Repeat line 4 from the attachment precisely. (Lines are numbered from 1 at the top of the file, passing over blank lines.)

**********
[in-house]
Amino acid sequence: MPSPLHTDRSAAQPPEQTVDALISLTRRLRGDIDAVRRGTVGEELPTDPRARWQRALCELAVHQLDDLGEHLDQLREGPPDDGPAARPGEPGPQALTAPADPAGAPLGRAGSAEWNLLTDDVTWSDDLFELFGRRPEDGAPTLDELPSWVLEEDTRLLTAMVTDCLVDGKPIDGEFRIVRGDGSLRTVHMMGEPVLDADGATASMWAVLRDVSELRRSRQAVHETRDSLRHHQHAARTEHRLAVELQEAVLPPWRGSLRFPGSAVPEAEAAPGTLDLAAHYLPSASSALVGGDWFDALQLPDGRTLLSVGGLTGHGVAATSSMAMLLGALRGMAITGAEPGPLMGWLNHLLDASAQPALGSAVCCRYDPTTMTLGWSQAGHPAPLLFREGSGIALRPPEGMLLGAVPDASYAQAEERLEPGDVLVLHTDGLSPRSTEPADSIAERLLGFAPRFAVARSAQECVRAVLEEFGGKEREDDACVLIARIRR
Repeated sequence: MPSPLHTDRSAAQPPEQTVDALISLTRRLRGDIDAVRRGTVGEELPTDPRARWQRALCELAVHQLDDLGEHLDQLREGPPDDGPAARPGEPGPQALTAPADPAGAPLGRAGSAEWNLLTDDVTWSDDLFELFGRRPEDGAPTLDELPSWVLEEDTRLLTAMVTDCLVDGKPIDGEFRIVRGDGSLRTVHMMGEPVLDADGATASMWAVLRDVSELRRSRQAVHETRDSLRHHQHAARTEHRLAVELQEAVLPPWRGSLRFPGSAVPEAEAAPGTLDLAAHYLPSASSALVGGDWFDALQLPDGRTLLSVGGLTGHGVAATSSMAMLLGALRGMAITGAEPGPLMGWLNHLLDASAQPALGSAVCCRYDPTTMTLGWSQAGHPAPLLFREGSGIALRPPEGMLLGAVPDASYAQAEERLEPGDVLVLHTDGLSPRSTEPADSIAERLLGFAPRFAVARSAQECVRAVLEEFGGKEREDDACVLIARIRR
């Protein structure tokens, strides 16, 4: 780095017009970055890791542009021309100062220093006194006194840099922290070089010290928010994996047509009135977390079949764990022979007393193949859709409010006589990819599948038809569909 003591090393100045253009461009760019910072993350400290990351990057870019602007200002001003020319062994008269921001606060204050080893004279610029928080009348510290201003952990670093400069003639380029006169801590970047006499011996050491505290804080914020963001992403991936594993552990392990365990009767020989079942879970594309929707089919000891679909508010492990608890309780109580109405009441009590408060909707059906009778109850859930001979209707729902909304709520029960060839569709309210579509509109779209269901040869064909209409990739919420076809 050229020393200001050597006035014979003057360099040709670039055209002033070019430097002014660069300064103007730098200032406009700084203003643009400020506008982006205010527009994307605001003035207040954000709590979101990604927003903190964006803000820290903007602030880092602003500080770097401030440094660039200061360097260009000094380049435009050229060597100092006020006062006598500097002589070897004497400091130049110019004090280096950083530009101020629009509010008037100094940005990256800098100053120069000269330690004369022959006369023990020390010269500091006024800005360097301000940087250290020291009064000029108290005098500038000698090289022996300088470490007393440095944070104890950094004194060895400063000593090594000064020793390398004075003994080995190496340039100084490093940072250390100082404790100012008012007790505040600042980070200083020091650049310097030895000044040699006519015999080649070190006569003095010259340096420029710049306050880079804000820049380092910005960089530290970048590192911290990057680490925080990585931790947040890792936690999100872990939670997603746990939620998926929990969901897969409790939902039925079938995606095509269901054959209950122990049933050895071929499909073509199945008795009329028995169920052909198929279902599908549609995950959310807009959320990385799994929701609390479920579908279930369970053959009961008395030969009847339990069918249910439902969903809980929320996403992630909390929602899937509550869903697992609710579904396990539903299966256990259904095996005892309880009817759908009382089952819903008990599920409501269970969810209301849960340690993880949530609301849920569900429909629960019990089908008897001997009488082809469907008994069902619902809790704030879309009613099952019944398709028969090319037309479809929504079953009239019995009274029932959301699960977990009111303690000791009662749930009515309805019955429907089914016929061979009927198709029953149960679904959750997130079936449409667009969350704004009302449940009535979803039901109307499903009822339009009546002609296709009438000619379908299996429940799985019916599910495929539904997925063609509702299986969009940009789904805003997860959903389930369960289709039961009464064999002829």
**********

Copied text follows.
């Protein structure tokens, strides 16, 4: 780095017009970055890791542009021309100062220093006194006194840099922290070089010290928010994996047509009135977390079949764990022979007393193949859709409010006589990819599948038809569909 003591090393100045253009461009760019910072993350400290990351990057870019602007200002001003020319062994008269921001606060204050080893004279610029928080009348510290201003952990670093400069003639380029006169801590970047006499011996050491505290804080914020963001992403991936594993552990392990365990009767020989079942879970594309929707089919000891679909508010492990608890309780109580109405009441009590408060909707059906009778109850859930001979209707729902909304709520029960060839569709309210579509509109779209269901040869064909209409990739919420076809 050229020393200001050597006035014979003057360099040709670039055209002033070019430097002014660069300064103007730098200032406009700084203003643009400020506008982006205010527009994307605001003035207040954000709590979101990604927003903190964006803000820290903007602030880092602003500080770097401030440094660039200061360097260009000094380049435009050229060597100092006020006062006598500097002589070897004497400091130049110019004090280096950083530009101020629009509010008037100094940005990256800098100053120069000269330690004369022959006369023990020390010269500091006024800005360097301000940087250290020291009064000029108290005098500038000698090289022996300088470490007393440095944070104890950094004194060895400063000593090594000064020793390398004075003994080995190496340039100084490093940072250390100082404790100012008012007790505040600042980070200083020091650049310097030895000044040699006519015999080649070190006569003095010259340096420029710049306050880079804000820049380092910005960089530290970048590192911290990057680490925080990585931790947040890792936690999100872990939670997603746990939620998926929990969901897969409790939902039925079938995606095509269901054959209950122990049933050895071929499909073509199945008795009329028995169920052909198929279902599908549609995950959310807009959320990385799994929701609390479920579908279930369970053959009961008395030969009847339990069918249910439902969903809980929320996403992630909390929602899937509550869903697992609710579904396990539903299966256990259904095996005892309880009817759908009382089952819903008990599920409501269970969810209301849960340690993880949530609301849920569900429909629960019990089908008897001997009488082809469907008994069902619902809790704030879309009613099952019944398709028969090319037309479809929504079953009239019995009274029932959301699960977990009111303690000791009662749930009515309805019955429907089914016929061979009927198709029953149960679904959750997130079936449409667009969350704004009302449940009535979803039901109307499903009822339009009546002609296709009438000619379908299996429940799985019916599910495929539904997925063609509702299986969009940009789904805003997860959903389930369960289709039961009464064999002829």